Statins : significant under reported side effects

Posted , 9 users are following.

My husband had been on statins for some years and gradually his feet became numb to the point where he could not drive. I am a (retired) medical biochemist and I started to look into the drug and its side effects and discovered that it blocked the formation of cholesterol but also CoQ10 which is essential for muscle activity. We added CoQ10 to his medication without much immediate effect. He then developed gout and searching through the medical literature I found many reported cases of gout in patients on statins.  By this time he had developed atrial fibrillation and the cardiologist was very keen to keep him on statins although his cholesterol at this point was  3.5 and he was aged 76.  Further searching of the literature found reports of mortality rates of patients over the age of 75 with low cholesterols. Fortunately he had kept records of his cholesterol levels and his symptoms over the years (he is a research engineer by training) and decided to come off the statins.  His gout disappeared immediately,  the numb feet (peripheral neuropathy) are improving with acupuncture treatment and Vit B6 and his only problem now is recovering from the side effects of Amiodarone which was prescribied for his atrial fibrillation.   Ann W3

2 likes, 69 replies

Report / Delete

69 Replies

Next
  • Posted

    Strange - I discussed statins and "cardiac events" with my cardiologist - I had had horrendous muscle problems within 10 days of starting a statin, and that at half dose, so I stopped taking it. As far as she was concerned the atrial fibrillation, which had been the basis for the medics (not the cardiologist) starting the statin in response to a raised cholesterol, did not count as a "cariac event". Here in Italy the primary consideration for a/f is anticoagulation. Mine was sufficiently bad to require medication to control it and BP but that is fine, no side effects I can identify (Losartan, bisoprolol and propafenone).

    If the medics are happy when someone with a REALLY elevated cholesterol achieves 7, why is there such a drive to keep an otherwise relatively healthy 75 year old at 3.5? Which, there is a fair amount of evidence to suggest and as you found, isn't very healthy.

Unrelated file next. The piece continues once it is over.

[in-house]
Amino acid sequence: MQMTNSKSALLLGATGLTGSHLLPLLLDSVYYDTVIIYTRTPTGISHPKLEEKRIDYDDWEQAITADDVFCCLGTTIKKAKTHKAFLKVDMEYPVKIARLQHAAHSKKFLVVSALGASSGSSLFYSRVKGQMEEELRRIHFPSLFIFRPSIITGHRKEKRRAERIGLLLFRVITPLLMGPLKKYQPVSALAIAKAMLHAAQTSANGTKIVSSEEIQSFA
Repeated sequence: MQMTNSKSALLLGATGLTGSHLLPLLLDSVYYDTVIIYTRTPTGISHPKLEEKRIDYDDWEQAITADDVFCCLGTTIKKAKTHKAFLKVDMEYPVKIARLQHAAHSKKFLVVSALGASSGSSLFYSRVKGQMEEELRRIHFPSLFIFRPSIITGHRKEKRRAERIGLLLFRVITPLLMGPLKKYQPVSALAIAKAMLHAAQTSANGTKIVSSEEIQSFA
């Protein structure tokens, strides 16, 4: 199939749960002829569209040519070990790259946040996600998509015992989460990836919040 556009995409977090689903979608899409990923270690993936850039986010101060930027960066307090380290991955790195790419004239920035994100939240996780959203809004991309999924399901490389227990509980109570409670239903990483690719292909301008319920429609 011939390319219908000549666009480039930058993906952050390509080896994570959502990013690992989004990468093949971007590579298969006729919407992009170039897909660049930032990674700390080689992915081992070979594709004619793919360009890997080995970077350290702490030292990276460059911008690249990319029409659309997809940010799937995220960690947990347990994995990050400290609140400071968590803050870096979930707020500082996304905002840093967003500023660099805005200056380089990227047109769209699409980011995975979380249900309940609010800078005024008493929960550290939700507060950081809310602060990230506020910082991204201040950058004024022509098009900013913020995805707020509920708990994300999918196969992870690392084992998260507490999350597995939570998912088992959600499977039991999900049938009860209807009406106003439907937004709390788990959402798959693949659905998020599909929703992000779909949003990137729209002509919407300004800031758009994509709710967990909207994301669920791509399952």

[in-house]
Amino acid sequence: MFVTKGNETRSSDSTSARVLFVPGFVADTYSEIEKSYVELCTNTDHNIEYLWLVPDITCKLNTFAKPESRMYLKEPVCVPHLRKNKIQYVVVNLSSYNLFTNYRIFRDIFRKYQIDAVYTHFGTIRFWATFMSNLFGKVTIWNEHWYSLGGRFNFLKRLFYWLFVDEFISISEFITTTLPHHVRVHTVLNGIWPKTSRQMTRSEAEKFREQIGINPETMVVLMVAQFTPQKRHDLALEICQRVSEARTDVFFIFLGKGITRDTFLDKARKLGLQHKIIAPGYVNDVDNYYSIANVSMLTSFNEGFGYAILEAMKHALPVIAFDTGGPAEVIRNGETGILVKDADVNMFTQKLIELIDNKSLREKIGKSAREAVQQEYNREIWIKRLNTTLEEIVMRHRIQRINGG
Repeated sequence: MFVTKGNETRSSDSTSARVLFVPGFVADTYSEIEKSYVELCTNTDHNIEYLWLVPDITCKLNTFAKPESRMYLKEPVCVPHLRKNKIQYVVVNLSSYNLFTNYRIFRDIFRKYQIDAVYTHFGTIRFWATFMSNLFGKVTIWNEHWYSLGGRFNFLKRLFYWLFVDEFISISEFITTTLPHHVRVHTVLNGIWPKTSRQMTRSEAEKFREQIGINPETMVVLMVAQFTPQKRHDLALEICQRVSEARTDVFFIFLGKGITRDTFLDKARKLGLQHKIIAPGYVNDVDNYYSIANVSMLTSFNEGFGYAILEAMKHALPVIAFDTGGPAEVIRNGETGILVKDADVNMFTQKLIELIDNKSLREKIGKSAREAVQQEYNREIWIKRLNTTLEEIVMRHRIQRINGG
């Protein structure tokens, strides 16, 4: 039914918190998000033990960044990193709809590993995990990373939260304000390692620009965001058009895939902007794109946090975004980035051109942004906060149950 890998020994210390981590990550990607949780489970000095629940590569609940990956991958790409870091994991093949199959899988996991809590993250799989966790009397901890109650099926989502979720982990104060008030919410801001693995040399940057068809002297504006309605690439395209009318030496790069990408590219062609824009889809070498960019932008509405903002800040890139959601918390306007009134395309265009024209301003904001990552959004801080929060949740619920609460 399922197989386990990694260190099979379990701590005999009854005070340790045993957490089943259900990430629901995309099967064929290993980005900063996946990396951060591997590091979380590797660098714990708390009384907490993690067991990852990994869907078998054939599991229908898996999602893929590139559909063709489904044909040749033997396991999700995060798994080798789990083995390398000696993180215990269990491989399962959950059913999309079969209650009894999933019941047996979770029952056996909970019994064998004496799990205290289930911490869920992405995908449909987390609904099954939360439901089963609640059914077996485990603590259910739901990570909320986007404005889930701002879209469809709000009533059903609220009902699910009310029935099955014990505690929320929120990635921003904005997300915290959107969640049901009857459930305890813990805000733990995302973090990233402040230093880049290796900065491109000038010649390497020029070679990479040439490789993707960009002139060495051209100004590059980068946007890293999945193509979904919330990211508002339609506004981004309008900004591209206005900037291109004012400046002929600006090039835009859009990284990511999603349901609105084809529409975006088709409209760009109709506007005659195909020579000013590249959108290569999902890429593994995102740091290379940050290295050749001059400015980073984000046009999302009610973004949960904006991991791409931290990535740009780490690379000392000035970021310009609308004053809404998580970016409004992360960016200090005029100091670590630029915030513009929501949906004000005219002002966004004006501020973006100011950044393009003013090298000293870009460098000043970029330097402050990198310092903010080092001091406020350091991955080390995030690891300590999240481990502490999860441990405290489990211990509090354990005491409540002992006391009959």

Report / Delete Reply
    • Posted

      Not just in Italy but everywhere the primary medication for atrial fibrillaltion is anticoagulants - usually Warfarin - because with a/f there is the possibility of blood not moving through the heart valves smootly and this may allow it to clot and thus cause a blockbge.  The anticoagulants prevent this happening.  Some medics are more concerned with treating numbers than treating patients so a raised cholesterol is something they can focus on and do something about whether it is relevant or not.
      Report / Delete Reply
    • Posted

      Yes, I know why the rat poison (I too was a biochemical medicine person!) - what I meant was that they don't go for the cardioversion first and foremost and everything is kept fairly simple. And the cardiologists were the ones who were least concerned. 

      In the UK I had a few friends who were admitted with rampant a/f episodes - and sent home on, at best, aspirin. They had to push for anything more. Here you don't get out of the hospital until appropriately adjusted on something - as my husband discovered when they found, on his birthday, that he has exercise triggered a/f. He was already on warfarin because of a protein C deficiency so that was fine - they let him home!

      Report / Delete Reply
    • Posted

      Almost anything that alters the heartbeat like caffine, indigestion. Alcohol etc can trigger af. and once you have it it is almost spontaneous as it can cut its own electrical pathway thru the atrial tissue which is close to the vagal nerve and trigger itself
      Report / Delete Reply
    • Posted

      It was valium that triggered my 5 hour, heavy duty a/f episodes. To be fair it was i.v. and it is a rare but known side effect - but don't ask me to take any diazepam again...

      Report / Delete Reply
  • Posted

    It is truly sad that after so many reports regarding statins; side effects, NICE is continuing to bury its head in the sand.

    The average GP is very poorly trained in respect to this drug and therefore will use their Qrisk assessment forms to decide for them. The whole idea of just looking a total (serum) cholesterol, is rather naive.

    http://wp.me/p2i0Uz-Tw

    Have a look at this link; there is no evidence that cholesterols 'save' lives.

    The reported side effects are just the tip of the iceberg, I think. Many people on statins do not make the connection between the drug and their aches and pains.

    We need more people like your husband that can use their analytical skills to make sense of the statins invasion.

    Report / Delete Reply
    • Posted

      I don't think NICE is burying its head in the sand - that is too kind a statement. It is said that more than half the committee who made the recent statins recommendations have connections that could be described as conflicts of interest. I haven't seen the documents but I can well believe it.

      The main reason the figures they work on are skewed is that the yellow card system isn't used properly. GPs think that because someone has a severe side effect that is already known they don't need to report it - which removes the whole point of the scheme. Unless EVERY adverse effect in the general population is reported the true incidence will never be known and they will continue to believe it is "only a small number". And, as you say, the connection is rarely made.